If you need pain relief, you can take over-the-counter painkillers such as paracetamol or ibuprofen. Always read the patient information that comes with your medicine and if you have any questions, ask your pharmacist for advice.
If the cuts were made outside your mouth, try to keep your wound dry for the first week after the procedure. Take care when washing and shaving your face.
As with every procedure, there are some risks associated with salivary gland removal. We have not included the chance of these happening as they are specific to you and differ for every person. Ask your surgeon to explain how these risks apply to you.
Side-effects are the unwanted but mostly temporary effects you may get after having the procedure.
You’re likely to have some bruising, pain and swelling below your jawline. You may find it painful to chew or swallow at first, and may have some loss of taste and sensation, but this is uncommon.
You will have a scar, but this will fade over time.
Complications are when problems occur during or after the procedure. General complications of salivary gland removal are listed below.
Yes, nerves can be damaged during salivary gland removal, but this is uncommon. The symptoms you have will depend on which nerves have been damaged.
Nerve damage is usually only temporary. However, it can sometimes be permanent and cause changes to your face or alter the movements of your tongue.
The nerves that may be damaged depend on which salivary gland is removed. Removal of a parotid gland can cause damage to your facial nerve. Your facial nerve runs through your parotid gland and controls the movement of the muscles in your face. Damage usually results in weakness in the muscles on one side of your face. This is usually temporary, but it can take up to three months or more for you to fully recover. Permanent damage is very rare.
The nerve that supplies feeling to your ear lobe (greater auricular nerve) sometimes needs to be divided or removed so that your surgeon can get to the parotid gland. This can cause a numb or tingling feeling in your ear lobe. It can take over 18 months for you to recover, but some people will be left with permanent numbness of the ear lobe, which can be a problem if you wear earrings.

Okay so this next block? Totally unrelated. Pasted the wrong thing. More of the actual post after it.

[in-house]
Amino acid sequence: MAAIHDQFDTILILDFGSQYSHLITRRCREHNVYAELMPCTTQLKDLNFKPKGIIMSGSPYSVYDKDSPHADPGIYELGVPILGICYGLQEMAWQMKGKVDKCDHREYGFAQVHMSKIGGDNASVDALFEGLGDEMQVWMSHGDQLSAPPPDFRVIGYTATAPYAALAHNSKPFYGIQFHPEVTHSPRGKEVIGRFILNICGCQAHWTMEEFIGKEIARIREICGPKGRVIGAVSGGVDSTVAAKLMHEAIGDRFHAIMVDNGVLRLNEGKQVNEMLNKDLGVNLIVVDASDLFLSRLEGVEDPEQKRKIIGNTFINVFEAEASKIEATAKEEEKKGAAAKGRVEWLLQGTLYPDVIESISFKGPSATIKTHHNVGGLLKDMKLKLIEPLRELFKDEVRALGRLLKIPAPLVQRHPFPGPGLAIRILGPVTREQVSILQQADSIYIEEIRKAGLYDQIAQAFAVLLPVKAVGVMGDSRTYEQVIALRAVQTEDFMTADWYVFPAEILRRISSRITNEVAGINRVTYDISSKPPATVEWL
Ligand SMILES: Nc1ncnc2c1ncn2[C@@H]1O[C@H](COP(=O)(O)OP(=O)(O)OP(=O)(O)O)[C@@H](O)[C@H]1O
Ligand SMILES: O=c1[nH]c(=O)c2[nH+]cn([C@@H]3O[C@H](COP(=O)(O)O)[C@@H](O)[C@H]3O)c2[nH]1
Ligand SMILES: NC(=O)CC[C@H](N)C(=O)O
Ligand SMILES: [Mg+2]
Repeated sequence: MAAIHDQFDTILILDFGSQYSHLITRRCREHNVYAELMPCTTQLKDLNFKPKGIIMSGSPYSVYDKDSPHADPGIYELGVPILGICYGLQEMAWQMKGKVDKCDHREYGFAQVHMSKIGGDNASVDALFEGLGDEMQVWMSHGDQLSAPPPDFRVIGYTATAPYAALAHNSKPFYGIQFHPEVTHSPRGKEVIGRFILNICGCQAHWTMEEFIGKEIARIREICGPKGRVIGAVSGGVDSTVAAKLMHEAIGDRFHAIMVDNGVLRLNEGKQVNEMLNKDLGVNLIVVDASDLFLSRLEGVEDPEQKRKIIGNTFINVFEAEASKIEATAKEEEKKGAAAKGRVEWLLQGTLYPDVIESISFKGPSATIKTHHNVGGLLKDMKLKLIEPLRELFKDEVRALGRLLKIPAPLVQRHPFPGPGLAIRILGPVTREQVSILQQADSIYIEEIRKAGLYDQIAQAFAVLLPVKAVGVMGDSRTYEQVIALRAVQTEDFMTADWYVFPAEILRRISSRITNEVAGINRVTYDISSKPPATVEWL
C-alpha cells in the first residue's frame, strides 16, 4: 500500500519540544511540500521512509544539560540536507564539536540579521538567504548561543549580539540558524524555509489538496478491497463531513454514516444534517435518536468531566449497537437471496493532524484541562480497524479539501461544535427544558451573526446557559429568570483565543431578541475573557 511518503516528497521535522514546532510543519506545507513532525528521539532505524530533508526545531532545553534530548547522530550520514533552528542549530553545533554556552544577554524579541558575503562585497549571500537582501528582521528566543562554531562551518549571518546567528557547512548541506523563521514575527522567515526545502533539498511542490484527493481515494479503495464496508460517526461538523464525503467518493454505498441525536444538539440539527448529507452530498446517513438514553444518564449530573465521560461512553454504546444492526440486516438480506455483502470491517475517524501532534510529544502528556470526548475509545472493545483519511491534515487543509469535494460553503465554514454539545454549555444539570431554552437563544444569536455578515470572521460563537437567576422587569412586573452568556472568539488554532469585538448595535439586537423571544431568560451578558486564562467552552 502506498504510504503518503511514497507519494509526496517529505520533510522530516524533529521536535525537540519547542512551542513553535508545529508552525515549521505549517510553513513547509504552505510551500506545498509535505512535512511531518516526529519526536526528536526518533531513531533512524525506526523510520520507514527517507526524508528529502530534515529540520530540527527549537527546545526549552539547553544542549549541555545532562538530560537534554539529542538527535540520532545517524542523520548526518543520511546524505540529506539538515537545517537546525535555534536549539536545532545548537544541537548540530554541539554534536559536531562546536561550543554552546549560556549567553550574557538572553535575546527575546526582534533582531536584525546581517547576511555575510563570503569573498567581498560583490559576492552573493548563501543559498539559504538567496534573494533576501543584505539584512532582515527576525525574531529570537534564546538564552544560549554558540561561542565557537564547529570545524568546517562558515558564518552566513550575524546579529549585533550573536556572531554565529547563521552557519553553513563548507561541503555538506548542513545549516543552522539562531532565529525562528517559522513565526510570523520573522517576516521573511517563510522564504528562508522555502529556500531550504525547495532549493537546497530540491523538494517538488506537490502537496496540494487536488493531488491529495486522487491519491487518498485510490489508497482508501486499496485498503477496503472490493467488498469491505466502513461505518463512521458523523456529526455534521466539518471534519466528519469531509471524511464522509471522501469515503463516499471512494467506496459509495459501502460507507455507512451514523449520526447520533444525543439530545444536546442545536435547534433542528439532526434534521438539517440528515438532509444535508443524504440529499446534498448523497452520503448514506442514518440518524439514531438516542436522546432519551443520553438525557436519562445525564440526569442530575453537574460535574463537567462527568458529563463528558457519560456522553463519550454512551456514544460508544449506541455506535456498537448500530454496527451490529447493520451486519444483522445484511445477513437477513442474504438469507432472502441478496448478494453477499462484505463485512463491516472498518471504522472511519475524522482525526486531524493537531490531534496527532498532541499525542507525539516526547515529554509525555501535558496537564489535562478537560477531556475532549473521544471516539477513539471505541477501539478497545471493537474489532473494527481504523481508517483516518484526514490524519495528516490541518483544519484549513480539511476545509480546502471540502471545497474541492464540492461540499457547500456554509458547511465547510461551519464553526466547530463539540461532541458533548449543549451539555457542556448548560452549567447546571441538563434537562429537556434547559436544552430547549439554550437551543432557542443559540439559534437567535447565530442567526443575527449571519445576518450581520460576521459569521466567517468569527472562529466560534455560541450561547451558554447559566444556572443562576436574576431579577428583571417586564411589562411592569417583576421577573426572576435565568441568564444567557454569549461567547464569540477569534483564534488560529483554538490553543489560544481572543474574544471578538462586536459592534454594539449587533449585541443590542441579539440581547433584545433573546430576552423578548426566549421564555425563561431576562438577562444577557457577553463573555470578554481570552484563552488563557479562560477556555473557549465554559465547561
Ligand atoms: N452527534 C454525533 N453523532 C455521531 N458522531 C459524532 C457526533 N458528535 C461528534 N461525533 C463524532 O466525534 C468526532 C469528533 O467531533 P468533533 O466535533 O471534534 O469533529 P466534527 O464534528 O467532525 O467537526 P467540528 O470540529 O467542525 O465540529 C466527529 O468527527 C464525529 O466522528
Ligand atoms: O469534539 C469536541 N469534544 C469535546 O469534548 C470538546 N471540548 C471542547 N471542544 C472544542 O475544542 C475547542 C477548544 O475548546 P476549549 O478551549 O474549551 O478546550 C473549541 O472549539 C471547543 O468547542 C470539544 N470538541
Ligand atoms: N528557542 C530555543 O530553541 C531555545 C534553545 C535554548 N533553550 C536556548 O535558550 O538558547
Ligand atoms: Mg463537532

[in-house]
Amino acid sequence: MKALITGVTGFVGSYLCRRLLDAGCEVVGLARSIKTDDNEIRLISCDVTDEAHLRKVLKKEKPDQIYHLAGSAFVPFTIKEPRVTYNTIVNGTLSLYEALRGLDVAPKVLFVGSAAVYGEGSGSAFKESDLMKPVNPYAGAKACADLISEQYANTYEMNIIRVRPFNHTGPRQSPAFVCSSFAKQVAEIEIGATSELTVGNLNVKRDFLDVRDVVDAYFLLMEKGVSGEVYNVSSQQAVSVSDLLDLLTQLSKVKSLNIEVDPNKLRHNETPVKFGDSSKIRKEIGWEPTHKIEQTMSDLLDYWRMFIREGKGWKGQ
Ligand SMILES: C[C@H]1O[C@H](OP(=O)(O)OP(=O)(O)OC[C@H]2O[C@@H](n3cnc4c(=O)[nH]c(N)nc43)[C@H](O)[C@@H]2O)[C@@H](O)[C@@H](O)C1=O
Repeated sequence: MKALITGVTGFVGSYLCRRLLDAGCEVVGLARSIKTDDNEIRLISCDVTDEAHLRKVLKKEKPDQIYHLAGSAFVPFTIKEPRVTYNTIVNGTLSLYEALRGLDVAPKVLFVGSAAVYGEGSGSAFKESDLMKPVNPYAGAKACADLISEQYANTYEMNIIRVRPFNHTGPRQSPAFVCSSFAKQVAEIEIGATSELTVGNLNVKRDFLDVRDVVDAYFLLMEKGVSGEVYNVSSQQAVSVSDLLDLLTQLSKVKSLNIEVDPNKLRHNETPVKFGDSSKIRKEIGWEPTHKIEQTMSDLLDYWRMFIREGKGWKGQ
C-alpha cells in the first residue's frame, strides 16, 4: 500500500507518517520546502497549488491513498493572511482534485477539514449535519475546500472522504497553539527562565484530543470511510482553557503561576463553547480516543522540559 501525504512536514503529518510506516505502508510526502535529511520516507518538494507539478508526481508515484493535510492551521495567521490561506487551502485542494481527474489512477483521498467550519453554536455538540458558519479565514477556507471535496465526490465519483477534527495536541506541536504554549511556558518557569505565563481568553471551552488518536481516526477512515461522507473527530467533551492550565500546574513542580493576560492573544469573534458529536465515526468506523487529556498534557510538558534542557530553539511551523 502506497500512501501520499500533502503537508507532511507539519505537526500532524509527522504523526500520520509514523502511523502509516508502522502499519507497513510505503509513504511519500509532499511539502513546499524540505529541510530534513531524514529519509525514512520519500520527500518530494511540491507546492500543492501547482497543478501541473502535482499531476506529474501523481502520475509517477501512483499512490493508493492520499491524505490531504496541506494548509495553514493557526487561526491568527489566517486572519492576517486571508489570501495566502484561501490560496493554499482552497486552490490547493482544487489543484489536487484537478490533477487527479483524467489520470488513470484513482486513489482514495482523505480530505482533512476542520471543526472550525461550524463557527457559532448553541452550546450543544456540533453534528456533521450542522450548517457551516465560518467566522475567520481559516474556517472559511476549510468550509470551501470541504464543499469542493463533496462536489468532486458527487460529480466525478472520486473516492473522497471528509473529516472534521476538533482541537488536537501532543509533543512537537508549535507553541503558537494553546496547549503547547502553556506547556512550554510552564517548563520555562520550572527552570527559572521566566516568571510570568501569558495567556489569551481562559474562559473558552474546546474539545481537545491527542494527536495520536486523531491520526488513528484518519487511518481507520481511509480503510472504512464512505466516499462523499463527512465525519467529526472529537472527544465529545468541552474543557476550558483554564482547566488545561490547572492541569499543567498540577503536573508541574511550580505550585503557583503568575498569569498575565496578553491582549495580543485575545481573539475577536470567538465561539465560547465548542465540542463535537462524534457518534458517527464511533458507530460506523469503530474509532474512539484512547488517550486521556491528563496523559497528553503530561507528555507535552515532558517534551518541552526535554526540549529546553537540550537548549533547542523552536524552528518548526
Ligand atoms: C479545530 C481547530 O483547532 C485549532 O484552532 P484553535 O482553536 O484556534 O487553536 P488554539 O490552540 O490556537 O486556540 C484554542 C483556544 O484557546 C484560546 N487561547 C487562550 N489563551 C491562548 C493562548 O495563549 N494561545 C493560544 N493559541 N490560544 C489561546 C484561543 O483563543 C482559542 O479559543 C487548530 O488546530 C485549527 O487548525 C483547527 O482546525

Removal of a submandibular gland can cause damage to a lower branch of your facial nerve. If this happens, you may have weakness in your lower lip, which can give you a slightly crooked smile. However, this is usually only temporary. There are also two other nerves travelling near the submandibular gland that can be damaged during salivary gland removal, but this is very rare. These are the lingual nerve which, if damaged, can cause one side of your tongue to feel tingly or numb, and if the hypoglossal nerve is damaged, can cause problems with moving your tongue.
Removal of a sublingual gland can also damage your lingual nerve. If this happens, you may have a tingling or numb feeling in your tongue.
If you have any of these symptoms after salivary gland removal, speak to your surgeon.
No, your mouth shouldn’t become drier than it was before salivary gland removal.
There are three major pairs of salivary glands in your mouth. These are your parotid glands, sublingual glands and submandibular glands. As well as these major glands, there are many other tiny salivary glands throughout your mouth and throat. These are called your minor salivary glands.
If you've had a salivary gland removed, you will produce less saliva, but the other glands produce enough to prevent your mouth being dry. Your other salivary glands will still be working and the saliva from these glands will keep your mouth moist.
Yes, you can eat as you would usually after your operation. However, eating and drinking may be difficult to begin with.
After your operation, your mouth may feel sore and you may have some difficulty eating. It may help if you eat soft foods to start with and gradually return to a normal diet once your mouth feels less sore. Some ideas for soft foods you can eat to begin with are soups, omelettes, noodles, casseroles, stews, yoghurt, jelly and ice cream.
Once your wound has healed, you should be able to eat as you would normally.
Yes, your taste buds won't be affected by the operation.
Your tongue and the roof of your mouth are covered in tiny taste buds that allow you to taste. If you have a salivary gland condition, your surgeon will only remove the affected salivary glands. Your taste buds won't be affected and you should be able to taste normally after the operation. The only time you might see some change in taste is if the lingual nerve has been damaged.
If you have cancer of your salivary glands and are having chemotherapy or radiotherapy, this may affect your taste buds. You may notice some changes in the way that your food tastes. Ask your surgeon whether your treatment is likely to affect your taste.
No, cancer of salivary glands is very rare.
About 550 people are diagnosed with cancer of the salivary glands in the UK each year. Seven out of 10 salivary gland cancers start in the parotid glands. Around two out of 10 start in the submandibular glands. Cancer of the sublingual glands is rare. It’s often very difficult to be sure a lump in a salivary gland is not cancerous without removing it surgically, so your doctor will usually suggest this to determine what type of tumour it is.